As CEOs have embraced the idea that the biggest and most profitable revenue opportunity is often in their installed base, they have “got religion” around Customer Success as a means to drive higher customer retention and more revenue expansion – in other words, more “renewals” and more “upsell.”

But let’s parse what we mean by that second term and what the implications are on how to do upsell well. If you ask CEOs what upsell means to them, it means anything from:

  • A customer paying more for the same service
  • A customer adding one user or license
  • A customer adding a bunch of licenses
  • A customer adding a new product module
  • A new stakeholder buying a product
  • A new division buying a product

From super-sizing your fries to getting floor mats on your new car to buying a bigger island, upsell covers a lot.

But the problem is, if everything is upsell, it’s hard to determine how to handle upsell. Who should do the upsell? Who gets comped on it? How do you comp? These questions are impossible to answer if upsell is such a big bucket.

As such, I propose an expansion taxonomy:

  1. Price Increase: Same business unit, same economic buyer, same products, same licenses – just more money.
  2. Small Upsell: Same business unit, same economic buyer, same products, small number of additional licenses.
  3. Big Upsell: Same business unit, same economic buyer, same products, big number of additional licenses.
  4. Cross-sell: Same business unit, same economic buyer, new products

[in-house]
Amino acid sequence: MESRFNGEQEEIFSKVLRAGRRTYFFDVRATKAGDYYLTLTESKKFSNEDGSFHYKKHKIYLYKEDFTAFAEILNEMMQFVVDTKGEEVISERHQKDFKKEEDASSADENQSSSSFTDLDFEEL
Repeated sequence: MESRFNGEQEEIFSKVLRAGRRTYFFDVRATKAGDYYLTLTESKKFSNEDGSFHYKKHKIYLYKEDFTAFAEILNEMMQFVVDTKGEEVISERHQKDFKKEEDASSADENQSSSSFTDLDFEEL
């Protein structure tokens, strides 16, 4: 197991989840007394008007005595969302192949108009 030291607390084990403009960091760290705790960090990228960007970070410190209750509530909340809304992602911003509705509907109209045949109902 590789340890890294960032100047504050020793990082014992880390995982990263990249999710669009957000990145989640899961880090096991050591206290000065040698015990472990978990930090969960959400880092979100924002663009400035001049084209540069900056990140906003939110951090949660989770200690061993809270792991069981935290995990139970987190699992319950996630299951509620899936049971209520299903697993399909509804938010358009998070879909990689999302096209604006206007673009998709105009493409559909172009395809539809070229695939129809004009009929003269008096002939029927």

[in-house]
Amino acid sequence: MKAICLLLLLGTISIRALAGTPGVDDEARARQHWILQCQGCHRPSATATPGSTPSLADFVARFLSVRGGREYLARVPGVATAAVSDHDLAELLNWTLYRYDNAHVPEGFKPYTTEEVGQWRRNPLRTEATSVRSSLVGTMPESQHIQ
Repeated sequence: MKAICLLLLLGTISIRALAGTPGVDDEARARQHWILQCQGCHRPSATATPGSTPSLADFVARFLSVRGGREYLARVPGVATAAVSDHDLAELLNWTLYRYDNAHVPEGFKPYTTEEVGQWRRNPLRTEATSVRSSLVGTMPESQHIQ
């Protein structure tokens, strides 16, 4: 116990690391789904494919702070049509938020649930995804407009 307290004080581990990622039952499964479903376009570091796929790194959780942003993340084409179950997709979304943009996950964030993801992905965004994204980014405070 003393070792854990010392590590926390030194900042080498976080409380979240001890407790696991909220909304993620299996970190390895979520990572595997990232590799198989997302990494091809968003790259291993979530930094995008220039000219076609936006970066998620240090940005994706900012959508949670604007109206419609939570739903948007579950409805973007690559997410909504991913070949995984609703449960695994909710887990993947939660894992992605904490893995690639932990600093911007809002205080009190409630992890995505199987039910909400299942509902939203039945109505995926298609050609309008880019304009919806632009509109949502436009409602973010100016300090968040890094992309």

5. Cross-stakeholder sale: Same business unit, new economic buyer
  6. Cross-division sale: New business unit

Then questions become easier to parse – e.g., “who should do upsell?” Some might answer it like:

  1. Price Increase: Specialized renewal rep, Account Manager or Customer Success Manager
  2. Small Upsell: Ditto, and define a line for easy upsell
  3. Big Upsell: Define a line above which it goes back to Sales
  4. Cross-sell: Sales
  5. Cross-stakeholder sale: Could be an AM, CSM or Sales
  6. Cross-division sale: Sales

Similarly, you could report on each of these separately with all of them adding up to your expansion number.

Finally, the levers for each are totally different:

  1. Price Increase: Contractual terms or limits on price increases; investment in R&D to justify price increase; market competitiveness
  2. Small Upsell: Ease of adding licenses; whitespace in stakeholder
  3. Big Upsell: Whitespace in stakeholder
  4. Cross-sell: New product development
  5. Cross-stakeholder sale: Number of stakeholders you appeal to
  6. Cross-division sale: Number of business units within the customer

In short, not all upsell is created equal, but lots of upsell equals lots of profits.

Nick Mehta

As a huge sports fan, Nick thinks of his job as being like that of a head coach. His role is to help bring the right people together on the team and put them in the best position to win for our customers, partners, employees and their families. He’s a big believer in the Golden Rule and we try to apply it as much as we can to bring more compassion to our interactions with others. And he talks way too fast and overuses the word awesome like it’s going out of style. Before coming to Gainsight, Nick was the CEO of awesome leading Software-as-a-Service E-Discovery provider LiveOffice through its acquisition by Symantec and prior to that was a Vice President at VERITAS Software and Symantec Corporation.